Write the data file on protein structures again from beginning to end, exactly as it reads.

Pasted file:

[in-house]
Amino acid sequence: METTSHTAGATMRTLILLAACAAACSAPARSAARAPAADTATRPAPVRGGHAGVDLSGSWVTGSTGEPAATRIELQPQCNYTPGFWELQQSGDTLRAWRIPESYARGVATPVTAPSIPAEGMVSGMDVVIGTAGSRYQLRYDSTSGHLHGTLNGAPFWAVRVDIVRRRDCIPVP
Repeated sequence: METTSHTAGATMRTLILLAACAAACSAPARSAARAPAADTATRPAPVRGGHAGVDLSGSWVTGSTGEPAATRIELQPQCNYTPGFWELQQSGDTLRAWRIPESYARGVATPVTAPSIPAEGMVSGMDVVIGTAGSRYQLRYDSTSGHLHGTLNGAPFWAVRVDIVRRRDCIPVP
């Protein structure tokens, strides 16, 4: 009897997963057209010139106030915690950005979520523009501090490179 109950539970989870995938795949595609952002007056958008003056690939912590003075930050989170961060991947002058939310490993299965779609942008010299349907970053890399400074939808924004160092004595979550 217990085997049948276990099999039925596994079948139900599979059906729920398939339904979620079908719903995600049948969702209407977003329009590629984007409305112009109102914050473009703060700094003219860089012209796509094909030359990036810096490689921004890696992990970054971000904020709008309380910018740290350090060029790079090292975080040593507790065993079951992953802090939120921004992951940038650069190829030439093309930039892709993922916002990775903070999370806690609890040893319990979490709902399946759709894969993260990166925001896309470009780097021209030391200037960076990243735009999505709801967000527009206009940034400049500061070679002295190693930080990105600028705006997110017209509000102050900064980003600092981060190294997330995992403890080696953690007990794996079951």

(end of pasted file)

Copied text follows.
[in-house]
Amino acid sequence: METTSHTAGATMRTLILLAACAAACSAPARSAARAPAADTATRPAPVRGGHAGVDLSGSWVTGSTGEPAATRIELQPQCNYTPGFWELQQSGDTLRAWRIPESYARGVATPVTAPSIPAEGMVSGMDVVIGTAGSRYQLRYDSTSGHLHGTLNGAPFWAVRVDIVRRRDCIPVP
Repeated sequence: METTSHTAGATMRTLILLAACAAACSAPARSAARAPAADTATRPAPVRGGHAGVDLSGSWVTGSTGEPAATRIELQPQCNYTPGFWELQQSGDTLRAWRIPESYARGVATPVTAPSIPAEGMVSGMDVVIGTAGSRYQLRYDSTSGHLHGTLNGAPFWAVRVDIVRRRDCIPVP
């Protein structure tokens, strides 16, 4: 009897997963057209010139106030915690950005979520523009501090490179 109950539970989870995938795949595609952002007056958008003056690939912590003075930050989170961060991947002058939310490993299965779609942008010299349907970053890399400074939808924004160092004595979550 217990085997049948276990099999039925596994079948139900599979059906729920398939339904979620079908719903995600049948969702209407977003329009590629984007409305112009109102914050473009703060700094003219860089012209796509094909030359990036810096490689921004890696992990970054971000904020709008309380910018740290350090060029790079090292975080040593507790065993079951992953802090939120921004992951940038650069190829030439093309930039892709993922916002990775903070999370806690609890040893319990979490709902399946759709894969993260990166925001896309470009780097021209030391200037960076990243735009999505709801967000527009206009940034400049500061070679002295190693930080990105600028705006997110017209509000102050900064980003600092981060190294997330995992403890080696953690007990794996079951």